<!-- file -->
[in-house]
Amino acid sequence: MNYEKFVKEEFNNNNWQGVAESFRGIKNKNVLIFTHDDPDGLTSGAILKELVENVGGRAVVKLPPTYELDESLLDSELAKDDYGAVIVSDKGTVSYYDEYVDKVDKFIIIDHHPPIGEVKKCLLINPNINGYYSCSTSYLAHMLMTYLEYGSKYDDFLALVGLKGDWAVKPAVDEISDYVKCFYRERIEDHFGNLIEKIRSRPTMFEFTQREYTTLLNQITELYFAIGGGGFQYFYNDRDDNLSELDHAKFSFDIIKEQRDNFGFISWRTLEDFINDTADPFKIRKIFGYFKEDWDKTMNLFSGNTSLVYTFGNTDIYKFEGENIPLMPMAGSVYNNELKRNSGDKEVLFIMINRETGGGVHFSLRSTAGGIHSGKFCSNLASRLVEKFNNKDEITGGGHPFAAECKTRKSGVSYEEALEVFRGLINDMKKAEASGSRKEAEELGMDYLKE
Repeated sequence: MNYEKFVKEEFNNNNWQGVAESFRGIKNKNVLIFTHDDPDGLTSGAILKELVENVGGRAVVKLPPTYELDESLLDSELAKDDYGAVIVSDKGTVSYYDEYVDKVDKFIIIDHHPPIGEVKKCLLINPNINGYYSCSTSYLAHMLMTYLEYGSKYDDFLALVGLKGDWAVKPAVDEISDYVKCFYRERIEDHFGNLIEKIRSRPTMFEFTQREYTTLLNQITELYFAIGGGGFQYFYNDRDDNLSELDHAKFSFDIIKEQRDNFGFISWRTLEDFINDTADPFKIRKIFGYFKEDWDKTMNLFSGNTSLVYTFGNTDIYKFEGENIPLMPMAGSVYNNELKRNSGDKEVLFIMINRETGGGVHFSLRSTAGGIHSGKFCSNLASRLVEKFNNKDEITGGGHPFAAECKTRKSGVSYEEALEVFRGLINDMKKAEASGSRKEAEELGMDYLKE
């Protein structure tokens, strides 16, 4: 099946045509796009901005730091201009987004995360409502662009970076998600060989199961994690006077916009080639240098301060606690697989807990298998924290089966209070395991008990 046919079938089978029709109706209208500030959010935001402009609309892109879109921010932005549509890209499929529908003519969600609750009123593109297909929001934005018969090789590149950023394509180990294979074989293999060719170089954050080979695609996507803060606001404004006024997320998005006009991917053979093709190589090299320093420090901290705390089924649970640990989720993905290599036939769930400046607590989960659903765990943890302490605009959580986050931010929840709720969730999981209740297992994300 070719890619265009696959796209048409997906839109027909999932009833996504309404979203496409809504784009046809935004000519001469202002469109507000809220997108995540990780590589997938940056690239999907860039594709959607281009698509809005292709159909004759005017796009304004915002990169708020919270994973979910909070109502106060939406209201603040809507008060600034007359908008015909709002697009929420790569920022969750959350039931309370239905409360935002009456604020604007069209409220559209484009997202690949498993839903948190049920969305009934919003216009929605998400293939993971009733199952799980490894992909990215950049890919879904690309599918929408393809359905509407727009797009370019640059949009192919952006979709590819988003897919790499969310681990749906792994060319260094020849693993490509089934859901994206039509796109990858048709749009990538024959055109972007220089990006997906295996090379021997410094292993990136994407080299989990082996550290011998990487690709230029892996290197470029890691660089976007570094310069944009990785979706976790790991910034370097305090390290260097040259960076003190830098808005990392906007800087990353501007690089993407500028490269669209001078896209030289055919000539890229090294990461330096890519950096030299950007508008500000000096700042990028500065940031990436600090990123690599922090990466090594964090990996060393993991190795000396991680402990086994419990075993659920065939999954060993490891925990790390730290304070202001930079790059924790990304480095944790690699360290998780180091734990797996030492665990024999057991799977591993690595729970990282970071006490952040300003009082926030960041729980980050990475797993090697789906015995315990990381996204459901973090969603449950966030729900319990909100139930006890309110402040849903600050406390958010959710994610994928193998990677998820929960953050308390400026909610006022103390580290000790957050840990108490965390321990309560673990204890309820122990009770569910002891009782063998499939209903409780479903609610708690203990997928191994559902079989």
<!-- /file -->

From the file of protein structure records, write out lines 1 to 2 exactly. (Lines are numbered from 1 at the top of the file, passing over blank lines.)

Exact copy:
[in-house]
Amino acid sequence: MNYEKFVKEEFNNNNWQGVAESFRGIKNKNVLIFTHDDPDGLTSGAILKELVENVGGRAVVKLPPTYELDESLLDSELAKDDYGAVIVSDKGTVSYYDEYVDKVDKFIIIDHHPPIGEVKKCLLINPNINGYYSCSTSYLAHMLMTYLEYGSKYDDFLALVGLKGDWAVKPAVDEISDYVKCFYRERIEDHFGNLIEKIRSRPTMFEFTQREYTTLLNQITELYFAIGGGGFQYFYNDRDDNLSELDHAKFSFDIIKEQRDNFGFISWRTLEDFINDTADPFKIRKIFGYFKEDWDKTMNLFSGNTSLVYTFGNTDIYKFEGENIPLMPMAGSVYNNELKRNSGDKEVLFIMINRETGGGVHFSLRSTAGGIHSGKFCSNLASRLVEKFNNKDEITGGGHPFAAECKTRKSGVSYEEALEVFRGLINDMKKAEASGSRKEAEELGMDYLKE